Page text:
- Sliced Vegetables: Baby carrots, cucumber, peppers, tomatoes, etc. I give my children a vegetable with lunch When I was getting them accustomed to this, I sliced baby carrots super thin. This way, if they were tossed on the floor and wasted, it wasn’t a huge loss. I also think that children are more likely to eat something they’re unsure of if it’s a smaller portion.
- Vegetable Dip: I haven’t had a good experience with dip for children under 3. They just use the vegetable as a utensil and only eat the dip. I suggest sticking with plain vegetables and using dip or dressing only if they won’t eat them plain after several tries. However, I do sometimes give my 4-year old hummus. Tip: Check to make sure the hummus doesn’t contain added sugar.
- Celery Boats: Celery with peanut butter and raisins. Personally, I think this is a weird combo, but my kids go nuts for them!
- Green smoothies: OK, this isn’t so much of a snack as just a great way to get your kiddos to get more greens. Blend up about 1.5 cups unsweetened liquid (milk, water, juice), 1-2 cups of fresh or frozen fruit and a few handfuls of greens. I think spinach is the best green to use because you can’t taste it at all when it’s blended up.
A few tips regarding vegetables:
- Self-serve: My kids feel like big kids if I have the bag of carrots out at the table while we eat lunch.
- Experiment with different styles and sizes. My two-year-olds prefer their cucumber peeled. My 4-year-old prefers chunky baby carrots and the two-year-olds like them cut in half. You could also try serving them on toothpicks!
- Eat them in front of your kids: I usually eat lunch while my children are napping. I realized that it’s important for them to see me eating foods that aren’t necessarily their favorite, so sometimes for lunch, I’ll make a big plate of sliced vegetables (peppers, carrots, cucumber) and sit at the table with them and munch on them. My kids usually keep asking for more and I’ll bring the plate to them and let them serve themselves.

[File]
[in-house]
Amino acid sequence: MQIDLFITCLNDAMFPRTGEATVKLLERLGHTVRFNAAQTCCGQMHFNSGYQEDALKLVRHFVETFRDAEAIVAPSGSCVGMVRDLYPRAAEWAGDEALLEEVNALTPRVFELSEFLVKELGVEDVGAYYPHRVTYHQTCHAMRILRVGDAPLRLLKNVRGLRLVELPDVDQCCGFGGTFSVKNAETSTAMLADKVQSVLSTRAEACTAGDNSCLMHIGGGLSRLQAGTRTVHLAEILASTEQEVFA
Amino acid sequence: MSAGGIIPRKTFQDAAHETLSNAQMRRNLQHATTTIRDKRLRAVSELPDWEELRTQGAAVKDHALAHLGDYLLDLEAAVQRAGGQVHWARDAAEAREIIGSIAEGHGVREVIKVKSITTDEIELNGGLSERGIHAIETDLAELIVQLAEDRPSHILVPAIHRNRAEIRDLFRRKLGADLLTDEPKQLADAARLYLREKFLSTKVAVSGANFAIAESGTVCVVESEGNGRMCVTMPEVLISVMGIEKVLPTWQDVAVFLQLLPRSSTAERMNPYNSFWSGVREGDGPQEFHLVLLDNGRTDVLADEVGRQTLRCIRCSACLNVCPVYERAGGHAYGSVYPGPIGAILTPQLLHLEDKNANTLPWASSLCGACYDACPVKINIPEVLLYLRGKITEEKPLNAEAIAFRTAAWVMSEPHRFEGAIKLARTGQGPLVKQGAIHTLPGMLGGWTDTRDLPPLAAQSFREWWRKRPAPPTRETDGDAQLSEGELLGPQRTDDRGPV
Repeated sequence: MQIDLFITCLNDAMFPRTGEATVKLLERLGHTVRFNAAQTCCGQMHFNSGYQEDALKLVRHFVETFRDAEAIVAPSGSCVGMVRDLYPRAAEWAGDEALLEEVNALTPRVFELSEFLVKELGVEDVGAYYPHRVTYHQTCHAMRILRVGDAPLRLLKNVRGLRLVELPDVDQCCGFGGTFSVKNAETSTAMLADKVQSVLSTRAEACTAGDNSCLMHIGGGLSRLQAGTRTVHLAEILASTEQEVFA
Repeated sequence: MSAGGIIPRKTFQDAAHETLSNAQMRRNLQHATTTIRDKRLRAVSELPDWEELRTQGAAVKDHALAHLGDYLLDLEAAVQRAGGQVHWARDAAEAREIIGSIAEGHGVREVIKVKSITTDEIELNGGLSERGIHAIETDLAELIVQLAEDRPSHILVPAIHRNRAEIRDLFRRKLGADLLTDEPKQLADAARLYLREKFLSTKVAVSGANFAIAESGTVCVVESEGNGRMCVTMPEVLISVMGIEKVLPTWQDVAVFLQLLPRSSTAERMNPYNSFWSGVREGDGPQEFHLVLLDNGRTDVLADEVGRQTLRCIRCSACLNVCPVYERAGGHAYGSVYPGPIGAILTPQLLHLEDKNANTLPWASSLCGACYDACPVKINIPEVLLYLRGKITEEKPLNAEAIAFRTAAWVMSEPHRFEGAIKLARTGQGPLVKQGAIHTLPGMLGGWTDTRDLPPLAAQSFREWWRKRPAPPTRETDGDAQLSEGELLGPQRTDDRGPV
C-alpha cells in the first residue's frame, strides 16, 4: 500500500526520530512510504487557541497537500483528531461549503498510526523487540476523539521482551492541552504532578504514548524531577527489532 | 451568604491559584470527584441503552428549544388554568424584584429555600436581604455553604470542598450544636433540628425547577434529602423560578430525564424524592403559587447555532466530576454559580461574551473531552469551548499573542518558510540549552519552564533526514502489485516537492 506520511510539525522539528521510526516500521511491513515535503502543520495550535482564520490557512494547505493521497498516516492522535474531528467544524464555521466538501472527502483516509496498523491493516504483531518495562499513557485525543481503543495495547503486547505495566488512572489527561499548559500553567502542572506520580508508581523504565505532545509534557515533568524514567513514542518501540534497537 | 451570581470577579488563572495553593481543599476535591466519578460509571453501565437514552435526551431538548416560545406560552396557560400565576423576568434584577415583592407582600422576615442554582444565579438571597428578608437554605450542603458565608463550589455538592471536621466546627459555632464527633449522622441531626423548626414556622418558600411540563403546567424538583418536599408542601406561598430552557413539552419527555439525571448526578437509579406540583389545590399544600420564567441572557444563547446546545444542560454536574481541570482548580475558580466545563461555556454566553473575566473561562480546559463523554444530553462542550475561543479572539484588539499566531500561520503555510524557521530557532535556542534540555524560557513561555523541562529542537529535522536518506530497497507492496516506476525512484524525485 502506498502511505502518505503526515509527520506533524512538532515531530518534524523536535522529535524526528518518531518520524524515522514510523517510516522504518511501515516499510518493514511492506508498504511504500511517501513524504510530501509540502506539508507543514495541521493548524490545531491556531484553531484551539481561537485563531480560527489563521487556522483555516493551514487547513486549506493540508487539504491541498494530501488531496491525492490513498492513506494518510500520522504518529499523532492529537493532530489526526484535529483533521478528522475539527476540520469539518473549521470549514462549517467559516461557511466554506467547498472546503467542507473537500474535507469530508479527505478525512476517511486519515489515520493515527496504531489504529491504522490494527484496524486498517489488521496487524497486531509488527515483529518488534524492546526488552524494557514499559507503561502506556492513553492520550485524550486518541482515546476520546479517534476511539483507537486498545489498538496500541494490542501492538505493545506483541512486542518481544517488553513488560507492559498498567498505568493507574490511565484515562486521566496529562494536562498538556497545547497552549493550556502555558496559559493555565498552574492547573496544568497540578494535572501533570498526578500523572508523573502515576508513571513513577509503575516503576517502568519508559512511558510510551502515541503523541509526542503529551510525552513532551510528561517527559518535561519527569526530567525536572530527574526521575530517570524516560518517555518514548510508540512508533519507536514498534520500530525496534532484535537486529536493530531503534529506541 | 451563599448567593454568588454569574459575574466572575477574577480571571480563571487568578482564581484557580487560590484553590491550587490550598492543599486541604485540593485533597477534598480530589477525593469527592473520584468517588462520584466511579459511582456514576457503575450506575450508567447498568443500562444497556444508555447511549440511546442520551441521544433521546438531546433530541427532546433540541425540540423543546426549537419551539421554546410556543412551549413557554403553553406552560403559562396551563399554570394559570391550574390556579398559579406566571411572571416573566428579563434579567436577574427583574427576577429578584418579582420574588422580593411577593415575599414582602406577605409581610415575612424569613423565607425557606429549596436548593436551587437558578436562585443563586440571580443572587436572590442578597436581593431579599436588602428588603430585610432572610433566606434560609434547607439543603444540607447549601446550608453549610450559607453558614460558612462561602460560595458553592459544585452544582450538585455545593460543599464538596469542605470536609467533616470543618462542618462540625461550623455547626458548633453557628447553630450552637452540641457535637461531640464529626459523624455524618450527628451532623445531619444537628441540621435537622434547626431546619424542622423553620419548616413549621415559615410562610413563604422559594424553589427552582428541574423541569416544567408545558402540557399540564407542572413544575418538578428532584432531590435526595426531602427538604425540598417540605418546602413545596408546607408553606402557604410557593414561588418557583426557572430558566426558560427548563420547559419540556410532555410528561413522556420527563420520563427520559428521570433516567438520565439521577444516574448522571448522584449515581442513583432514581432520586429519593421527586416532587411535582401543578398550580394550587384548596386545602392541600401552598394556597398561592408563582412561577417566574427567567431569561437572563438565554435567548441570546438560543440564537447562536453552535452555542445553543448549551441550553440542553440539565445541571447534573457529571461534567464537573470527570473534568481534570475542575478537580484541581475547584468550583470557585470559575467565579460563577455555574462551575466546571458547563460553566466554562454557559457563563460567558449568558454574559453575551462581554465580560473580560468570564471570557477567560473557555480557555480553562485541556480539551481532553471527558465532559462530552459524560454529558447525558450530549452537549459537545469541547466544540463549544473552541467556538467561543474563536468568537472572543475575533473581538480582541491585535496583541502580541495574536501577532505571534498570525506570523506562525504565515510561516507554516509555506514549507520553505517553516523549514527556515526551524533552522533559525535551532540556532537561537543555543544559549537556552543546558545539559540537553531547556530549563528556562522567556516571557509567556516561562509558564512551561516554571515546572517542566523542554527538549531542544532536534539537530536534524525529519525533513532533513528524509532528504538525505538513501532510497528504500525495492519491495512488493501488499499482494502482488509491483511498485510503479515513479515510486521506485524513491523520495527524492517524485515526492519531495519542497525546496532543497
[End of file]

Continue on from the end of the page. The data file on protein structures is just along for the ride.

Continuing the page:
- My friend Val has posted about using a vegetable tray and I think that’s perfect. I will definitely utilize one when my kids are a bit older!
Dairy and Baked Goods, Protein, Etc.
- Frozen Yogurt: I buy plain, unsweetened yogurt. As a ‘treat’ I will sweeten it with fruit or honey (sometimes even a spoonful of jelly) and then freeze it. It’s harder than ice cream because it doesn’t have softeners in it, but let it sit out for a few minutes and you’re good to go.
- Blender muffins: Check out my post here for our favorite blender muffins. They are absolutely delicious and have NO flour, oil, or sugar, AT ALL. They’re basically magic. Did I mention they’re super easy to make?
- Trail Mix: Some nuts and raisins! Boom! Trail mix. Much more filling than store-bought granola bars, and without all the added sugar and preservatives.
- Hard-boiled eggs: My children aren’t a fan of hard-boiled eggs, but I know many other children that enjoy them. If your children do, make a big batch at the beginning of the week and you’re good to go.
Healthy Snack Conclusion
We are all doing our best to raise our children the best we can. I truly want this post to be an encouragement to all moms! Don’t walk away feeling guilty like “ohhhhh, I gave my kids goldfish for breakfast, I am an awful mom!” No. If you want to feed your children healthy snacks, it can be easier and more cost-effective than we realize.
If you’re in a rut of giving your kids unhealthy snacks and want to change, take baby steps. Don’t try to do it all at once! Choose 1-2 food items a week that you want to phase out and replace with a healthier choice. For example, phase out cookies and swap in blender muffins instead. Phase out jello and swap in some frozen yogurt with fun flavors.
It doesn’t have to be all or nothing. Small steps become big victories.